Prosecutors rest perjury case against Barry Bonds

By Laird Harrison

SAN FRANCISCO (Reuters) - Prosecutors rested their perjury case against baseball's home run king Barry Bonds on Tuesday after a laboratory chief testified that a urine sample that Bonds submitted tested positive for banned performance-enhancing drugs.

Don Catlin, the former director of a University of California, Los Angeles (UCLA) laboratory, was the government's final witness after two weeks of testimony designed to show that Bonds knowingly used anabolic steroids, muscle-building drugs.

Bonds' lawyers are expected to begin calling defense witnesses on Wednesday. It is still unclear whether the slugger, who last played in the major leagues in 2007, will take the stand.

"If Mr. Bonds testifies, it will be tomorrow," Bonds attorney Allen Ruby said on Tuesday.

Bonds has pleaded not guilty to perjury charges stemming from his denial to a grand jury investigating illegal use of performance-enhancing drugs in sports that he had ever knowingly taken steroids. Prosecutors say they will prove their case by showing that he did take steroids.

Describing a test performed on a urine sample that Bonds gave in 2003, the bald, grandfatherly Catlin said the sample contained both tetrahydrogestrinone (THG) -- a steroid that prosecutors say was designed to avoid detection -- and clomiphene -- which suppresses the hormone estrogen, potentially increasing the production of testosterone.

MORE SOPHISTICATED TEST

The sample was at first found negative by Quest Diagnostics. But an Internal Revenue Service agent seized it as part of the agency's investigation into the Bay Area Laboratory Co-operative (BALCO) and took it to the UCLA lab.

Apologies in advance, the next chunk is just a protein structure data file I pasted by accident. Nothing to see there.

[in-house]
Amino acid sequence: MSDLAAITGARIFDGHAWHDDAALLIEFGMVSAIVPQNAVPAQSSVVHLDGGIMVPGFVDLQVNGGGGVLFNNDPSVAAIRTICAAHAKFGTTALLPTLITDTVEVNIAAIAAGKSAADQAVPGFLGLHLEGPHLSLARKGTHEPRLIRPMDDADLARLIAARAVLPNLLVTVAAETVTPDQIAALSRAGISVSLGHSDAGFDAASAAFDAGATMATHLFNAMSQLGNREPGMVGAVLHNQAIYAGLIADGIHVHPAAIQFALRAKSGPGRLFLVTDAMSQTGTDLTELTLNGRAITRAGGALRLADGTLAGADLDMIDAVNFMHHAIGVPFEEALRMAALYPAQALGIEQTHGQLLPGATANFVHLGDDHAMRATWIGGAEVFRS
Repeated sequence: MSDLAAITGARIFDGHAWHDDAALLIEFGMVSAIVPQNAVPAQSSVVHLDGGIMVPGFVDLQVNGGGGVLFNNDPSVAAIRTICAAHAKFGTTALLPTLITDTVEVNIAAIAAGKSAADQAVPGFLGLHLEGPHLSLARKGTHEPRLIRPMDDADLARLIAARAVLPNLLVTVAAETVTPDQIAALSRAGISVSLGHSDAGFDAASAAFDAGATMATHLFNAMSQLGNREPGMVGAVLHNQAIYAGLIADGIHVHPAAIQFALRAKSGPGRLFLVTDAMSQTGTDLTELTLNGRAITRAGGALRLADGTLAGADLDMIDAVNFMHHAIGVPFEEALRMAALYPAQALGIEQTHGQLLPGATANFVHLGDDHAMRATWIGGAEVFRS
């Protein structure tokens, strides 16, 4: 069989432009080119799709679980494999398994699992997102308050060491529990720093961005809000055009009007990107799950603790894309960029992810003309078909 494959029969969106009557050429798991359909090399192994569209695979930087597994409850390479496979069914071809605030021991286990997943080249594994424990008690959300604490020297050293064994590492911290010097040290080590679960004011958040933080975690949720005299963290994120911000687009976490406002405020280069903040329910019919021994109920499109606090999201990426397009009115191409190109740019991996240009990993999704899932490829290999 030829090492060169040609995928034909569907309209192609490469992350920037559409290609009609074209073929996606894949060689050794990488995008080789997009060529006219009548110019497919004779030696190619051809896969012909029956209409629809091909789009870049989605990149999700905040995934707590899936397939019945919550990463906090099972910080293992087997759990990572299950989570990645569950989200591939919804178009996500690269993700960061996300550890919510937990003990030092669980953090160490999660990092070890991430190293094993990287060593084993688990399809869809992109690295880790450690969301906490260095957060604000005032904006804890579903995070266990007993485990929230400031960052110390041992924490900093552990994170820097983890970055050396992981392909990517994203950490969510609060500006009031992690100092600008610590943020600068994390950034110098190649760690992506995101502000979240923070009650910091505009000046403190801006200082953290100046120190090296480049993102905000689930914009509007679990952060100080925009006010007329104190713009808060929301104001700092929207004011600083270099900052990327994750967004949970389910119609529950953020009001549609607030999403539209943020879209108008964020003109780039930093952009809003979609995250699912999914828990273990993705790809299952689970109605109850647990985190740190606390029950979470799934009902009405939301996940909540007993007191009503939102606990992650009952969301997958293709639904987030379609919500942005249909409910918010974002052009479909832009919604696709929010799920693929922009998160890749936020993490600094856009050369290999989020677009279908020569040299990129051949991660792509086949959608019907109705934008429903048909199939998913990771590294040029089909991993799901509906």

There, a more sophisticated test detected the drugs, Catlin testified.

Bonds hit 762 home runs, more than any other player in the history of Major League Baseball. While playing for the San Francisco Giants, Bonds broke Hank Aaron's 33-year-old career home run record in August 2007. Three months later, a grand jury indicted him on charges of perjury and obstruction of justice.

Bonds told the grand jury he did not knowingly use steroids or human growth hormone and said he never questioned the flaxseed oil, vitamins, protein shakes and creams his trainer supplied him.

Also on Tuesday, prosecutors submitted the transcript of a tape recording in which Bonds' doctor appears to discuss illegal steroids with Bonds' friend Steve Hoskins.

Prosecutors say the tape lends credence to testimony by Hoskins earlier in the trial that he talked frequently with the doctor about steroids. But U.S. District Court Judge Susan Illston ruled that the jury should not be made aware of the tape's existence because it was produced too late in the trial.

The case in U.S. District Court, Northern District of California is United States of America v. Barry Lamar Bonds, 07-cr-732.

(Editing by Will Dunham)